The Grotta Palazzese Hotel rests on a limestone sea cave of the same name in the historic center of Polignano a Mare, Italy. It's home to an Italian-Mediterranean restaurant that extends gracefully from the mouth of the cave, where diners can sit and eat while looking out onto the turquoise waters of the Adriatic Sea, its waves splashing shadows onto the walls.

The restaurant is widely known as one of the most romantic and exclusive eateries on the southern coast, so expect the wait list to be lengthy and the fare expensive. The Summer Cave, as its colloquial name suggests, is open only during the warmer (i.e., touristy) months, usually from May to October.

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Da Pancrazio (Rome, Italy)

Dining room full of people among ancient, underground ruins

Andy Montgomery / Flickr / CC BY-SA 2.0

Another underground haunt in Italy, but one that's vastly different from Polignano a Mare's seaside cave restaurant, is Da Pancrazio—a Roman favorite. It holds immense historical and cultural value, as it is built in a stunning vault just off one of the city's main squares, Campo di Fiori, over the first-century ruins of the Theatre of Pompey, allegedly where Julius Caesar was murdered in 44 B.C.E. It opened in 1922 and was more recently featured in the Julia Roberts film, "Eat Pray Love." Historical Roman decor, art, and furnishings can be found throughout.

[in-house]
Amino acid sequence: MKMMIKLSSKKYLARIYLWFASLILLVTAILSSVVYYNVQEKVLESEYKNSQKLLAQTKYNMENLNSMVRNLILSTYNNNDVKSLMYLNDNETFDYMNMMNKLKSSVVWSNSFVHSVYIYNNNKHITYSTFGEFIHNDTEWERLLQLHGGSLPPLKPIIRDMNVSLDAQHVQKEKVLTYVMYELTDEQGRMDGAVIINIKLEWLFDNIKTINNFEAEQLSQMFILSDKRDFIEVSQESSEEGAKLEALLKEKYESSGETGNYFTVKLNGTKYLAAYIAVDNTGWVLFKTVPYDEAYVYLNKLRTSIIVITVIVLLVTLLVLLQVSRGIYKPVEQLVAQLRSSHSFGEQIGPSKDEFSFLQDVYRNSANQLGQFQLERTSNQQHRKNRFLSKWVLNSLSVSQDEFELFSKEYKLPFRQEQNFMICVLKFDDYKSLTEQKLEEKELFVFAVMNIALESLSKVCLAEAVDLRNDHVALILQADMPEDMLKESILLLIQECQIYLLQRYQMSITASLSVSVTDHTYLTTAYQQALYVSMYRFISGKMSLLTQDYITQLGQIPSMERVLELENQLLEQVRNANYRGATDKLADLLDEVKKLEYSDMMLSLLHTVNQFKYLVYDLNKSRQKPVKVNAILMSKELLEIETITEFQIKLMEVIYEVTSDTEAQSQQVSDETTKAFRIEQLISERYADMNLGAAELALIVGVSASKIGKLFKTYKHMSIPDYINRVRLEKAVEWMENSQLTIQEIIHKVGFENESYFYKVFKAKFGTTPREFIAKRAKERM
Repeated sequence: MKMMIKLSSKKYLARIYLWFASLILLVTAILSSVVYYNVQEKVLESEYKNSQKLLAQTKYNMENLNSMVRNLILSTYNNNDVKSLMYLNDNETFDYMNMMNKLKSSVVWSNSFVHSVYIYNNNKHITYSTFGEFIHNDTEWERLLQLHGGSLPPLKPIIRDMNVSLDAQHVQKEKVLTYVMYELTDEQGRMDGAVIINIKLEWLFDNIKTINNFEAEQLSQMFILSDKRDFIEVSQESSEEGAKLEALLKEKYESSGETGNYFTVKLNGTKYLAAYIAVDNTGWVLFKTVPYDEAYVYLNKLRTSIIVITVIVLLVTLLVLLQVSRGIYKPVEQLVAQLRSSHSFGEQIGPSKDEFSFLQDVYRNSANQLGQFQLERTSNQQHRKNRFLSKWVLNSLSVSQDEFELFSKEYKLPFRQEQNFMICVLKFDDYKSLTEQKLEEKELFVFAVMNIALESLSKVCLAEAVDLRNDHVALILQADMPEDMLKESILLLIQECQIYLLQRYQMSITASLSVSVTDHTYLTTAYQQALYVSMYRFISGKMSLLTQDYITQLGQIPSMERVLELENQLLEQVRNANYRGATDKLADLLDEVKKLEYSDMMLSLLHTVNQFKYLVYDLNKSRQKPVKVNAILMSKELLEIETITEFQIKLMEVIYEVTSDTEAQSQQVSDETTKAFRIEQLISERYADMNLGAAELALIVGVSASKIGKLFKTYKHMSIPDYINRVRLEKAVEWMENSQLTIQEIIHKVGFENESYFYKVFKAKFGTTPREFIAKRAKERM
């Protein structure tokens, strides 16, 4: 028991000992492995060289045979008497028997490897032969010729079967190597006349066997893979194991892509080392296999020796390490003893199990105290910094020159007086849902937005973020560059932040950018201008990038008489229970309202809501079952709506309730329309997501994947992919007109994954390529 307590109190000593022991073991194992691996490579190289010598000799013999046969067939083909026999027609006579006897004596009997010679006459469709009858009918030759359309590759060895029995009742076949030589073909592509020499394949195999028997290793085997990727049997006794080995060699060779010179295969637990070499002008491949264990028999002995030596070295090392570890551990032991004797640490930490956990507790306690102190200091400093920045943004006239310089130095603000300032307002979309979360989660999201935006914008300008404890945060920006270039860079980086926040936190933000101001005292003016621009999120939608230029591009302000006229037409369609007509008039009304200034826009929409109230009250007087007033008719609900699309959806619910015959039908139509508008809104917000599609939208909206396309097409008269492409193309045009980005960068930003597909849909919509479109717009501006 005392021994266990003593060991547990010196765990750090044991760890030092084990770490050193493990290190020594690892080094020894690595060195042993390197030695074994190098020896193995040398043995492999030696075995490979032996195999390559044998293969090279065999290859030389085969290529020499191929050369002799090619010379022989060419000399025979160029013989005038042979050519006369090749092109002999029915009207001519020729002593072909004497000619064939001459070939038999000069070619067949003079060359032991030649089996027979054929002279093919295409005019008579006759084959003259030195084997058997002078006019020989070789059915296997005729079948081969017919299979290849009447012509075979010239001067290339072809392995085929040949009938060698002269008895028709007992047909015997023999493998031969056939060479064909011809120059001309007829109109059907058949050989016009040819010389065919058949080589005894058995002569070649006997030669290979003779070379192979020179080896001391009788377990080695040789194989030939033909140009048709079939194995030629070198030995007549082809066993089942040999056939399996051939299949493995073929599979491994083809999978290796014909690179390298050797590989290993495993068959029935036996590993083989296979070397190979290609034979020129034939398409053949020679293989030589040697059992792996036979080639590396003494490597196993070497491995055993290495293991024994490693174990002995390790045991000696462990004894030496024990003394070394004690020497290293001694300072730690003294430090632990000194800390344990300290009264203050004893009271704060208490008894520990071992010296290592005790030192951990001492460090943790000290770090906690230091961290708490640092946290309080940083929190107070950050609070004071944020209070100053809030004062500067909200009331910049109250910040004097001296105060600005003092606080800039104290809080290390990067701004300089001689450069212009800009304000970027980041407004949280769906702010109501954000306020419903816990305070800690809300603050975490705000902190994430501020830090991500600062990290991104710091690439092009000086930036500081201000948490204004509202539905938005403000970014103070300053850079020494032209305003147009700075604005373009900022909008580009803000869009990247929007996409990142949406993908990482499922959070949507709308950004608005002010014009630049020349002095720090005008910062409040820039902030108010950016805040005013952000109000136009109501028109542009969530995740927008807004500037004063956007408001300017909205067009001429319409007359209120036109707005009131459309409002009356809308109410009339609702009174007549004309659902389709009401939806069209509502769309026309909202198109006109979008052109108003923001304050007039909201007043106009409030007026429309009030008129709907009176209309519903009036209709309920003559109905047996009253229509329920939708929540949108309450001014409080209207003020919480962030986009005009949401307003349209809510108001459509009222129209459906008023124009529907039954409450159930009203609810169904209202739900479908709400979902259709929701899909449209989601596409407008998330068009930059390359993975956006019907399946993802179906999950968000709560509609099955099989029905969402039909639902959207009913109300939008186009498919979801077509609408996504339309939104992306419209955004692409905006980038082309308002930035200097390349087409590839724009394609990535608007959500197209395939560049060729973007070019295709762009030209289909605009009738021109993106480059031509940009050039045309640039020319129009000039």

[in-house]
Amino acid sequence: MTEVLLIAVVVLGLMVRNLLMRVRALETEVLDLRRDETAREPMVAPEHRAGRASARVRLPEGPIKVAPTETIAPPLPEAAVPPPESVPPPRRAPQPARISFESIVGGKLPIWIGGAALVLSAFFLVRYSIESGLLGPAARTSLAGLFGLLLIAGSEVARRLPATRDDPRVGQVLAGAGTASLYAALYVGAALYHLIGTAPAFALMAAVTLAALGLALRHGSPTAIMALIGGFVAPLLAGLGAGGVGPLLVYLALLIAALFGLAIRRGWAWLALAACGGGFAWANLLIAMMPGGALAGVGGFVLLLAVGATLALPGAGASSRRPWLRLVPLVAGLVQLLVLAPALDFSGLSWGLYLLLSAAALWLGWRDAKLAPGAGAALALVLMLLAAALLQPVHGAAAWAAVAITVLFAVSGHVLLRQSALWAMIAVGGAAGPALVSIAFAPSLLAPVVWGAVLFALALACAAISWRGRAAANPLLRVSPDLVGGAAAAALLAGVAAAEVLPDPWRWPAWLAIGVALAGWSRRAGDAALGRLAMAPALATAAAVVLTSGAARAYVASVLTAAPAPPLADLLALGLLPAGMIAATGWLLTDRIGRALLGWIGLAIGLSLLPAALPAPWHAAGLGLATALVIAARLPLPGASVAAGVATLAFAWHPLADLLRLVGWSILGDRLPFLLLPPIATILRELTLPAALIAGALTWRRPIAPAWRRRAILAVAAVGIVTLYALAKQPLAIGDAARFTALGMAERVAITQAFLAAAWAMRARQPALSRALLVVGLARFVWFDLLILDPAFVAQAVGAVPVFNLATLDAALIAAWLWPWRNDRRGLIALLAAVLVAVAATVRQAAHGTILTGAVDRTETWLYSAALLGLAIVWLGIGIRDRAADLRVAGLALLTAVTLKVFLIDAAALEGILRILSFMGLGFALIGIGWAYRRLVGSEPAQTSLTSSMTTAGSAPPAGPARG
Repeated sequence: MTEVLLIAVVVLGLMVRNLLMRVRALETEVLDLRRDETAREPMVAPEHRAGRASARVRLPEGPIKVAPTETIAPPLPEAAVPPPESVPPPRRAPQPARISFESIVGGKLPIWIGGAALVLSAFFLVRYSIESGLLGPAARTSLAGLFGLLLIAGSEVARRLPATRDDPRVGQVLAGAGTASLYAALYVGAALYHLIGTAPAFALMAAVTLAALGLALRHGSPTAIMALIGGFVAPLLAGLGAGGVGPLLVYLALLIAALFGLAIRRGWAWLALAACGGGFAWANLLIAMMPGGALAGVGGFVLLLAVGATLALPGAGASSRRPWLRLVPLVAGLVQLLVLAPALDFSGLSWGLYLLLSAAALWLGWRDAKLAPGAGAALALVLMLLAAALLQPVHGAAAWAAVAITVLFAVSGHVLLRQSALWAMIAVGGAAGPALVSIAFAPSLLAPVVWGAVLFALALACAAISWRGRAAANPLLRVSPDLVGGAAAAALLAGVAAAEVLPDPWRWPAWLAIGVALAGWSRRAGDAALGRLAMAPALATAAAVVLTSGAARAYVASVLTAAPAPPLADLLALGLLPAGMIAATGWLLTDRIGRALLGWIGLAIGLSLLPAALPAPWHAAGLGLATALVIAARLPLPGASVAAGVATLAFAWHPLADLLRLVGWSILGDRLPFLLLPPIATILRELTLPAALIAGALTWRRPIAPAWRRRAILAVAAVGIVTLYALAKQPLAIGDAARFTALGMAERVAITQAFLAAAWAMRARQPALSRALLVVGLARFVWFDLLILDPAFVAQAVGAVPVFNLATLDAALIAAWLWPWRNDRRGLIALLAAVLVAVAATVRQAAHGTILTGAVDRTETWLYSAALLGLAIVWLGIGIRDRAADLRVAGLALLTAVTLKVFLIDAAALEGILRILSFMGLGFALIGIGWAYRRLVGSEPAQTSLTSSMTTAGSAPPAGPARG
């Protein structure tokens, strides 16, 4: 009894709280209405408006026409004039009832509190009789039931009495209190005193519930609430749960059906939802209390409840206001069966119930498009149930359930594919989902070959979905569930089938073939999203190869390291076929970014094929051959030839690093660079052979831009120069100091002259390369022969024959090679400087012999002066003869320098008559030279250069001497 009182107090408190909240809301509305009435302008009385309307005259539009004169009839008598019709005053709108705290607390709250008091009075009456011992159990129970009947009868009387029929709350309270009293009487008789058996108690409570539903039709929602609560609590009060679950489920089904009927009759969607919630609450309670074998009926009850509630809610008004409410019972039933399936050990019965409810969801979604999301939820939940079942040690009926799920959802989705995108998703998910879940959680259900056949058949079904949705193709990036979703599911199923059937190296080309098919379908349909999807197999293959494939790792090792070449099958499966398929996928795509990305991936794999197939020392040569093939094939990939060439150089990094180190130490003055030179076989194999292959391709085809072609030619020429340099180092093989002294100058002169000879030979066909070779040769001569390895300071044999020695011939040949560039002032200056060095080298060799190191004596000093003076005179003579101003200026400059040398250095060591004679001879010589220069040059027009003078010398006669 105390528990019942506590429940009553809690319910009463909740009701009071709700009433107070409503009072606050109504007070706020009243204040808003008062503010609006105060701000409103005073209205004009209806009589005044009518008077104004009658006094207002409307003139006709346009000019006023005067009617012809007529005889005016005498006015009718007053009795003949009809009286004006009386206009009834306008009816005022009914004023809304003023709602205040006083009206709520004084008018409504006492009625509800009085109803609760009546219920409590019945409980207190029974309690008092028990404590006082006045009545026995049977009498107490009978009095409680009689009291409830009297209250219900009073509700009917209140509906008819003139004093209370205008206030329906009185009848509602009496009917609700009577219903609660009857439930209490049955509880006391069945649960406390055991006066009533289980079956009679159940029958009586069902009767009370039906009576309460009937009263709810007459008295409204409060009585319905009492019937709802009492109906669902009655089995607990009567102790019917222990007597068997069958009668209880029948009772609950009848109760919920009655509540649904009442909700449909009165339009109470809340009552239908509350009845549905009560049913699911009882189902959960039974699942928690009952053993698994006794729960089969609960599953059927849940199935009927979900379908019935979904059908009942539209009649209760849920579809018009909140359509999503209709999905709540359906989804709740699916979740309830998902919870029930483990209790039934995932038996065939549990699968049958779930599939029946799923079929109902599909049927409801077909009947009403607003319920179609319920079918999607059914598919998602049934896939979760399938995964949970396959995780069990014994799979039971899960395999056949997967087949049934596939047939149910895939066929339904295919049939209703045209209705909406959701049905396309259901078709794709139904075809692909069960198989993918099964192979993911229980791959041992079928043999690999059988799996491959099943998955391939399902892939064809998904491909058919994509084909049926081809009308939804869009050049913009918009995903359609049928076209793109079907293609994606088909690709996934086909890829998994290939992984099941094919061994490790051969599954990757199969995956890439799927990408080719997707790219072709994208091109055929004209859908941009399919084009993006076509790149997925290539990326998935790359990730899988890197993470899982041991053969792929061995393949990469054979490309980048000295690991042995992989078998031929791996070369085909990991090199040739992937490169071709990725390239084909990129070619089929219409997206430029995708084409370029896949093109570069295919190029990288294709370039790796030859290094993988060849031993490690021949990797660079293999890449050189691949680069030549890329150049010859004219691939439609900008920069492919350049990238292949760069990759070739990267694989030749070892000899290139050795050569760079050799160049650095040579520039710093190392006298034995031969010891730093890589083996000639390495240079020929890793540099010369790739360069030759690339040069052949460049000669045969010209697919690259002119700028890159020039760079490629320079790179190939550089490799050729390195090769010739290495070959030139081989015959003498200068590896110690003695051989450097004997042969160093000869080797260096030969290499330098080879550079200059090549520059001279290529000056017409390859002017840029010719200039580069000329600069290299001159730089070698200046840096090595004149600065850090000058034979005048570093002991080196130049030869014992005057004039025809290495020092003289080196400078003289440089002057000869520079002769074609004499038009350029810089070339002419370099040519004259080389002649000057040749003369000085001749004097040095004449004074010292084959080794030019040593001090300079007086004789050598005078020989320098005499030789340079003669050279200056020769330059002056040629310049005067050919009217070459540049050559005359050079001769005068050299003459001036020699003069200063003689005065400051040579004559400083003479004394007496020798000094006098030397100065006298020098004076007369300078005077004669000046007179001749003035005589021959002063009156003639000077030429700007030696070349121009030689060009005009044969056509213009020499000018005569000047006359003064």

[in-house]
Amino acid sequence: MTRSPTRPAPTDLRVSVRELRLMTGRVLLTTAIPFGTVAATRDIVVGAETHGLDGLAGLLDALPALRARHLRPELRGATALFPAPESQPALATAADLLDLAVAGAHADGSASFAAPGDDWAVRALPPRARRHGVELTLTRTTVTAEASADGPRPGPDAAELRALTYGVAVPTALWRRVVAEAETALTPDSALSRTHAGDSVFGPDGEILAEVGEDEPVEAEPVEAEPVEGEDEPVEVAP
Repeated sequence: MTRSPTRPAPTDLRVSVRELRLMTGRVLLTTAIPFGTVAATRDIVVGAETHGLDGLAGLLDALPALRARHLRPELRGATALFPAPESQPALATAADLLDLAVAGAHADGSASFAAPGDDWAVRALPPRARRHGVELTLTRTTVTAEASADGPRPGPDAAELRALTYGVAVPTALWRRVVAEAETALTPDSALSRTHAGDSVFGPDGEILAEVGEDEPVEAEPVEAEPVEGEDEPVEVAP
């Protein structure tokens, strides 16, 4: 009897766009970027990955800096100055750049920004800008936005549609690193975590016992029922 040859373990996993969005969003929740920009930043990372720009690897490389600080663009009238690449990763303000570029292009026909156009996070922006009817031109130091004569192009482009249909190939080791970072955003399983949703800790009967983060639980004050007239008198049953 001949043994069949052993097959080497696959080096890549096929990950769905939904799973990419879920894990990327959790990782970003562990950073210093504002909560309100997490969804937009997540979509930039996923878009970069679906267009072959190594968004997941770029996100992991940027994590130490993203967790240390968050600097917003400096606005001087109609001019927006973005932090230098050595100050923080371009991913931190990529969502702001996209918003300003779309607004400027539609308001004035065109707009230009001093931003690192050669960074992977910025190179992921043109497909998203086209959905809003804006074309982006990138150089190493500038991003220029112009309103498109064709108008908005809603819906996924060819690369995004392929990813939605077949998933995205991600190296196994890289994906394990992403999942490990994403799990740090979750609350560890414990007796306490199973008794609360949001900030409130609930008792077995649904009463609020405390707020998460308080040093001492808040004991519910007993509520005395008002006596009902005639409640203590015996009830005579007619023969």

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Ali Barbour's Cave Restaurant (Mombasa, Kenya)

Ali Barbour's Cave Restaurant in Kenya with candlelight and diners

Courtesy of Ali Barbour's Cave Restaurant 

Ali Barbour's Cave on Kenya's tourist-popular Diani Beach is thought to be up to 180,000 years old. Since the '80s, a restaurant has occupied its depths, about 30 feet below ground level. Natural skylights within the cave give diners an unparalleled view of the constellations. The stars combined with flickering candles perched along the cave walls create an enchanting and romantic atmosphere. Outside, you might even hear the incoming tides of the Indian Ocean. Situated on the coast, the restaurant is known for its upscale surf and turf fare.

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The Caves Hotel (Negril, Jamaica)

Lights around a dining table in a cave

The Caves / Facebook

Romance seems to be a common theme among the underground restaurant set, but no other cavernous establishment is quite as idyllic as The Caves Hotel in Negril, Jamaica, whose limestone interior is strewn with pink bougainvillea petals and flickering candles. Its picturesque red tables are steps away from the sea.

The Caves Hotel is one of the last remaining hotels on the famous West End Road, a winding route that heads south of the city center into more remote territory popular for its snorkeling, diving, and cliff jumping. Naturally, seafood is the specialty at this "handcrafted utopia," which doubles as a hotel where guests (adults only, no children) can sleep in cozy cliffside cottages. Located on 7 miles of sandy beach, the cave resort is quintessentially Caribbean.

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Bientang's Cave (Hermanus, South Africa)